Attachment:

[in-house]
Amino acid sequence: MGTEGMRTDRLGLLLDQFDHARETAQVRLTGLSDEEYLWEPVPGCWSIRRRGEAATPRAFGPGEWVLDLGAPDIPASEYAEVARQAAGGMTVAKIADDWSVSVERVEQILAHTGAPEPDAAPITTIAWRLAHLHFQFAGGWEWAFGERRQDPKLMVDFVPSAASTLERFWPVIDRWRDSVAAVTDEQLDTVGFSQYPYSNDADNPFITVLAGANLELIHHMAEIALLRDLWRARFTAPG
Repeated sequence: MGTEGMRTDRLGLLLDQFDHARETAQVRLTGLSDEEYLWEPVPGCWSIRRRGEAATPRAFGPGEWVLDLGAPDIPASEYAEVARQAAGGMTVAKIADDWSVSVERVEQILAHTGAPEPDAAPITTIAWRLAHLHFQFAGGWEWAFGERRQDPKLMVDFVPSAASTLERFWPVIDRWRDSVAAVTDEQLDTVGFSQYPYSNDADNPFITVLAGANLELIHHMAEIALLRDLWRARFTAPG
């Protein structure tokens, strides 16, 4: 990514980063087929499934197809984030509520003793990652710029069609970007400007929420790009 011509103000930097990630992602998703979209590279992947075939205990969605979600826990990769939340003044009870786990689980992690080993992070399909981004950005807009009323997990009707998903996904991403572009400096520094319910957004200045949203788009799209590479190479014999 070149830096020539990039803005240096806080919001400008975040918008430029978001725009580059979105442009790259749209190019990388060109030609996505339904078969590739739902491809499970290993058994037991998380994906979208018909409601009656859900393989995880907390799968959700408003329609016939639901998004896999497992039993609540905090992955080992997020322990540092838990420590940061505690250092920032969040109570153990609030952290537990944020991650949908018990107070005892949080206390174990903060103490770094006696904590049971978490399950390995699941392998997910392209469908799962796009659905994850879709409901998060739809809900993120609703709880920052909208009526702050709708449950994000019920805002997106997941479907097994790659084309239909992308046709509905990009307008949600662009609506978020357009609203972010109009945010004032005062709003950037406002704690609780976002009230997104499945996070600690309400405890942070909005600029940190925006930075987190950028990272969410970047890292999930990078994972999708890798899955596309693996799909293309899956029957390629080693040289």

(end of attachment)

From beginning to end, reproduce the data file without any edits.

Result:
[in-house]
Amino acid sequence: MGTEGMRTDRLGLLLDQFDHARETAQVRLTGLSDEEYLWEPVPGCWSIRRRGEAATPRAFGPGEWVLDLGAPDIPASEYAEVARQAAGGMTVAKIADDWSVSVERVEQILAHTGAPEPDAAPITTIAWRLAHLHFQFAGGWEWAFGERRQDPKLMVDFVPSAASTLERFWPVIDRWRDSVAAVTDEQLDTVGFSQYPYSNDADNPFITVLAGANLELIHHMAEIALLRDLWRARFTAPG
Repeated sequence: MGTEGMRTDRLGLLLDQFDHARETAQVRLTGLSDEEYLWEPVPGCWSIRRRGEAATPRAFGPGEWVLDLGAPDIPASEYAEVARQAAGGMTVAKIADDWSVSVERVEQILAHTGAPEPDAAPITTIAWRLAHLHFQFAGGWEWAFGERRQDPKLMVDFVPSAASTLERFWPVIDRWRDSVAAVTDEQLDTVGFSQYPYSNDADNPFITVLAGANLELIHHMAEIALLRDLWRARFTAPG
């Protein structure tokens, strides 16, 4: 990514980063087929499934197809984030509520003793990652710029069609970007400007929420790009 011509103000930097990630992602998703979209590279992947075939205990969605979600826990990769939340003044009870786990689980992690080993992070399909981004950005807009009323997990009707998903996904991403572009400096520094319910957004200045949203788009799209590479190479014999 070149830096020539990039803005240096806080919001400008975040918008430029978001725009580059979105442009790259749209190019990388060109030609996505339904078969590739739902491809499970290993058994037991998380994906979208018909409601009656859900393989995880907390799968959700408003329609016939639901998004896999497992039993609540905090992955080992997020322990540092838990420590940061505690250092920032969040109570153990609030952290537990944020991650949908018990107070005892949080206390174990903060103490770094006696904590049971978490399950390995699941392998997910392209469908799962796009659905994850879709409901998060739809809900993120609703709880920052909208009526702050709708449950994000019920805002997106997941479907097994790659084309239909992308046709509905990009307008949600662009609506978020357009609203972010109009945010004032005062709003950037406002704690609780976002009230997104499945996070600690309400405890942070909005600029940190925006930075987190950028990272969410970047890292999930990078994972999708890798899955596309693996799909293309899956029957390629080693040289």